Consignment policies

Lately, a couple of people have emailed asking about consignment policies. Normally I don’t answer questions like this because I don’t think that DEs should do consignment but on the off chance you have a prototype or samples that didn’t sell and you want to recoup your investment, below are some policies I gleaned (and modified) from Case Studies in Merchandising Apparel and Soft Goods that I mentioned last week. It’s my understanding that consignment policies vary widely so these are just guidelines. If after reading these terms you are still interested in selling on consignment, please do yourself the favor of reading Miracle’s post The Consignment Trap. She knows why “struggling designers might think that putting their merchandise into consignment stores is the easiest solution” and agrees “that it is easier to get your merchandise into a store on consignment than it is to get a store owner to pick up a new line” but there is still much of which to be wary.

  1. Number of selling days:
    The contract is for a fixed duration of time (the example in the book was 90 days). If after 90 days the merchandise [has not sold and] has not been picked up by the consignor (you), the merchandise becomes the sole property of the retail store. This particular contract says all unclaimed merchandise is donated to charity but I wouldn’t assume that’d be the case with every store.
  2. Merchandise requirements:
    All merchandise must be clean and pressed, in good repair, on hangars and “fashionably” appropriate for the season. Spring/summer items will be accepted during January to June. Fall and winter garments will be accepted from July through December.
  3. Receipt of merchandise:
    Listed are the days of the week and hours in which one should bring in garments.
  4. Payment to the consignor:
    Consignors are paid monthly and may contact the store at the beginning of each month for their current account balance. The retailer will determine selling prices on merchandise [I understand this practice varies a lot], based on current prices and the prices of new, similar goods. The consignor’s percentage on each item is as follows [this also varies a lot]:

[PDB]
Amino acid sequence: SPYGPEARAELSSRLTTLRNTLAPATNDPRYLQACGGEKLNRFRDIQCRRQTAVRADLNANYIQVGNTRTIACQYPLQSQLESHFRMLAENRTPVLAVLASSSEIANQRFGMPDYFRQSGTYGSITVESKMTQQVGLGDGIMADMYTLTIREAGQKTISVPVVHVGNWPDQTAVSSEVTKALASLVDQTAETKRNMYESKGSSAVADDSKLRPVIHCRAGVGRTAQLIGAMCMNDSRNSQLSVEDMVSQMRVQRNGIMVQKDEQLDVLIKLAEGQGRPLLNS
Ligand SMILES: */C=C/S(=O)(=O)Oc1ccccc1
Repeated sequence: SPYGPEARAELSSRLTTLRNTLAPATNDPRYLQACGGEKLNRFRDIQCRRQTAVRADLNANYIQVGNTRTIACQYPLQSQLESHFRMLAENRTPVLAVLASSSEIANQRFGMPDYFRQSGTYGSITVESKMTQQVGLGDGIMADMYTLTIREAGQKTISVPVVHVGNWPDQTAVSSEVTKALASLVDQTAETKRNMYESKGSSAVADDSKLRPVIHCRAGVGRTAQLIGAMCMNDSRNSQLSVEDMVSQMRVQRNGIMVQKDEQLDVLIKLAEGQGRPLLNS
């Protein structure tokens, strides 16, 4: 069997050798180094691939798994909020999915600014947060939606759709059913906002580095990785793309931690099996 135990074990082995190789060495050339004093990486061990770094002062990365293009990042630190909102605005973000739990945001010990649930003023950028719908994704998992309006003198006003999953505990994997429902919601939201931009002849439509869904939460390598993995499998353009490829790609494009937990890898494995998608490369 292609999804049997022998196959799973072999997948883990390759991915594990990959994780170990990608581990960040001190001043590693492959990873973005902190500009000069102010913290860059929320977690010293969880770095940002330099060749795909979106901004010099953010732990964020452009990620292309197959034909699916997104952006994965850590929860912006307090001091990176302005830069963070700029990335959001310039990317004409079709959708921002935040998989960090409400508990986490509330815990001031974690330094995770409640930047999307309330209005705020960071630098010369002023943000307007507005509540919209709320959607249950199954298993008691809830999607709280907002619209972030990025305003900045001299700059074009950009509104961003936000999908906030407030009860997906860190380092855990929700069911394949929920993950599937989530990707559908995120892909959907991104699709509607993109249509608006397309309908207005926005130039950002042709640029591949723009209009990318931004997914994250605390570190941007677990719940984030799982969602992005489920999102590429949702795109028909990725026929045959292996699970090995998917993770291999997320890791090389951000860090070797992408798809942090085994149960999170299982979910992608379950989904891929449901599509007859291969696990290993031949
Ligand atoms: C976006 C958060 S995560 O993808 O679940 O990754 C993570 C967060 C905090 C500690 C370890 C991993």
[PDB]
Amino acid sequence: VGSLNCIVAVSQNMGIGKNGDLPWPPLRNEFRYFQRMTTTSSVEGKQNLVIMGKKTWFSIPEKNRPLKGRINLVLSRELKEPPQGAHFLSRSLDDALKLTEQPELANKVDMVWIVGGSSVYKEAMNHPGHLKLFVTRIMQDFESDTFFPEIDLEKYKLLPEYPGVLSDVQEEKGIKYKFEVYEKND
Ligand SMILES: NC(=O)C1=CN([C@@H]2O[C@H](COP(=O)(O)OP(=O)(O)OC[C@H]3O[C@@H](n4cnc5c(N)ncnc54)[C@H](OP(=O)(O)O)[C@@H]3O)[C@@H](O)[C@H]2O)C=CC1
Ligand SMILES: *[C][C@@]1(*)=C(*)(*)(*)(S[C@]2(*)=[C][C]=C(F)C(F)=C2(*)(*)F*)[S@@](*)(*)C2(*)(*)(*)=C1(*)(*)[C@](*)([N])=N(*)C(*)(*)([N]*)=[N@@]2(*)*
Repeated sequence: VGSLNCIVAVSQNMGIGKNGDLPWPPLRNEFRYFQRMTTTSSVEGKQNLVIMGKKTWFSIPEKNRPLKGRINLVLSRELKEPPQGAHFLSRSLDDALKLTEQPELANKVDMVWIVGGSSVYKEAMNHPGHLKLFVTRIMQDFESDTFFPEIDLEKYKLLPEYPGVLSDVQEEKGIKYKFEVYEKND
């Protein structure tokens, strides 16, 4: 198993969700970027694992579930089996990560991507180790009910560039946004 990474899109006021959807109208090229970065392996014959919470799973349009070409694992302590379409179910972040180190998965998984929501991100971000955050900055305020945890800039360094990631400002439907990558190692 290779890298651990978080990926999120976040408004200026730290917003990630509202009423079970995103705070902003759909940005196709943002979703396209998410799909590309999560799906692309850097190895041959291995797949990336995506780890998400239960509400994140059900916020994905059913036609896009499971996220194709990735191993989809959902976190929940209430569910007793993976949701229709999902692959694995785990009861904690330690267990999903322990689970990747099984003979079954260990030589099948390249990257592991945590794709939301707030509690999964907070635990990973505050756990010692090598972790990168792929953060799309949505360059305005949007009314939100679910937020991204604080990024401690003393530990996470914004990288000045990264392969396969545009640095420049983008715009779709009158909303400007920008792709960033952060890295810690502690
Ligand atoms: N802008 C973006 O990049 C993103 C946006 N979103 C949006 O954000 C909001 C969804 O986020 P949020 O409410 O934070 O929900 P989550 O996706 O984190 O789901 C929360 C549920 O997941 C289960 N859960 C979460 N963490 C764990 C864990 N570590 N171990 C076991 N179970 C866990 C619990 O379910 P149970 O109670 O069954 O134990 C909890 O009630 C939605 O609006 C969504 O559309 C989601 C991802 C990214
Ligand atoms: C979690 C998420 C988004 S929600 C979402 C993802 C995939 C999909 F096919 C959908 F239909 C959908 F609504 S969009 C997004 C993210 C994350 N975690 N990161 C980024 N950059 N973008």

under $10.00 = 40%
    $10.01-$50.00 = 50%
    $50.01 and over = 60%
  5. Merchandise markdown:
    After 30 days in stock, consignment items will be marked down 20% of original selling price. After 60 days, the items will be marked down an additional 50% off the original selling price. [The book provided an example that didn’t make sense; the sum of it being that after 60 days, the item was marked down a total of 50% off the original asking price].
  6. Responsibility of merchandise:
    This retail store is not responsible for theft or damage to merchandise while on the premises. [if I give something to somebody, they sure as heck are responsible.]

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  1. Like Kathleen, I tell my proteges not to sell by consignment, especially if you are just beginning. It gives you a bad mark for future selling potential. Of course its difficult to sell to retailers today. So many don’t know what will sell themselves, both big stores and small boutiques. They want some proven history to feel assured themselves.

    The best way to get started selling is DIRECT TO CONSUMERS. The reason is that no young start-up truly knows what the consumer wants, and this is the best learning any designer can get. Trunk shows at a hotel are good, or a home party with the host inviting guests. Let them honestly tell you what they feel about your designs. In the 1960s I took a group of students to New York to see Oscar de la Renta. They will never forget what he said to them. “My customers taught me how to design.”

    I’m just starting a blog, “Fashion Solutions” Please see my “FAMOUS SUEDE EVENING GOWN”. I probably won’t be talking much about marketing, bevause I believe a designer should work to get a GREAT FASHION PRODUCT first. My emphasis is ENGINEERING DESIGN, and I love to answer questions. I’ll be emailing Kathleen because I want to work more with you. Perhaps put this comment up on my blog and suggest people read more here?

    Thanks so much for your great blog, Kathleen.

    Shirley Willett

  2. oni says:

    in response to Shirleys message above. If one is only starting out with a small line, is a trunk show still the best option? Is seven pieces enough to get a considerable amount of sales? And wouldn’t all the customers look at each other and notice they are buying the same things?

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